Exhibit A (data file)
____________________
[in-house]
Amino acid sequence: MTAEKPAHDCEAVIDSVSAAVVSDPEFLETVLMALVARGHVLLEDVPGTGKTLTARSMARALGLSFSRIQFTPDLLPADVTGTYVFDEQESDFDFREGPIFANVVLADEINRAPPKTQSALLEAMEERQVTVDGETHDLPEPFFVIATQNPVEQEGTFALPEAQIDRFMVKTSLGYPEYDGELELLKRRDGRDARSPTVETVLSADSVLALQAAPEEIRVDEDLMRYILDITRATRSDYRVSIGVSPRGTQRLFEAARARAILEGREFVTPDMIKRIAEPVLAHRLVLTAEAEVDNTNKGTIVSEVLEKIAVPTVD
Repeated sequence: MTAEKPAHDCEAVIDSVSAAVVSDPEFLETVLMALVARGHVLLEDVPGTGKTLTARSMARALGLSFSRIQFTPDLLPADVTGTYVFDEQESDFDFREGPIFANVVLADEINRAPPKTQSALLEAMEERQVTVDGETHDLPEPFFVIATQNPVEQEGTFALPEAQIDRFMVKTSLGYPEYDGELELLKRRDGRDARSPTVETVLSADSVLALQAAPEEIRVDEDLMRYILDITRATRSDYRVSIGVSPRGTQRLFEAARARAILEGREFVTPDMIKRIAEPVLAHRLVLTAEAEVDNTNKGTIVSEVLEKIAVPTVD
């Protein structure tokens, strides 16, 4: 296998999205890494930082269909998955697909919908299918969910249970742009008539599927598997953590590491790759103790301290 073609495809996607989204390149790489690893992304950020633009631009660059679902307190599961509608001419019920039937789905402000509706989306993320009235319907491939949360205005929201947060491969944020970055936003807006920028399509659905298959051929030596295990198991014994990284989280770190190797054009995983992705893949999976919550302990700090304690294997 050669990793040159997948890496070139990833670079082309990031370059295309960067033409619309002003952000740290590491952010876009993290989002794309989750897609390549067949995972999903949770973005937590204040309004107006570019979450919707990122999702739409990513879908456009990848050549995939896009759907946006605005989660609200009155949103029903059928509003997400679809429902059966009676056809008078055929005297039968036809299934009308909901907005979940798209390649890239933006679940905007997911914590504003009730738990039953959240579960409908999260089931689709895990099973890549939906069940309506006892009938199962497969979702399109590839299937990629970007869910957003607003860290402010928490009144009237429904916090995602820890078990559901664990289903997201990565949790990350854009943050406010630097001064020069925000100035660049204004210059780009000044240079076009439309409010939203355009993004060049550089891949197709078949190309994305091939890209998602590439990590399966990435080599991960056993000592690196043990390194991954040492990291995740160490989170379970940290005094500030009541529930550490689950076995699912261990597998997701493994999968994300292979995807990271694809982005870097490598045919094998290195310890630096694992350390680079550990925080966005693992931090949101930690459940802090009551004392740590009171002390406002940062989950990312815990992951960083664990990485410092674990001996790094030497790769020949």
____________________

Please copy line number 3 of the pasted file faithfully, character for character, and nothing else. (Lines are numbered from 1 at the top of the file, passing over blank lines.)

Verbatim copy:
Repeated sequence: MTAEKPAHDCEAVIDSVSAAVVSDPEFLETVLMALVARGHVLLEDVPGTGKTLTARSMARALGLSFSRIQFTPDLLPADVTGTYVFDEQESDFDFREGPIFANVVLADEINRAPPKTQSALLEAMEERQVTVDGETHDLPEPFFVIATQNPVEQEGTFALPEAQIDRFMVKTSLGYPEYDGELELLKRRDGRDARSPTVETVLSADSVLALQAAPEEIRVDEDLMRYILDITRATRSDYRVSIGVSPRGTQRLFEAARARAILEGREFVTPDMIKRIAEPVLAHRLVLTAEAEVDNTNKGTIVSEVLEKIAVPTVD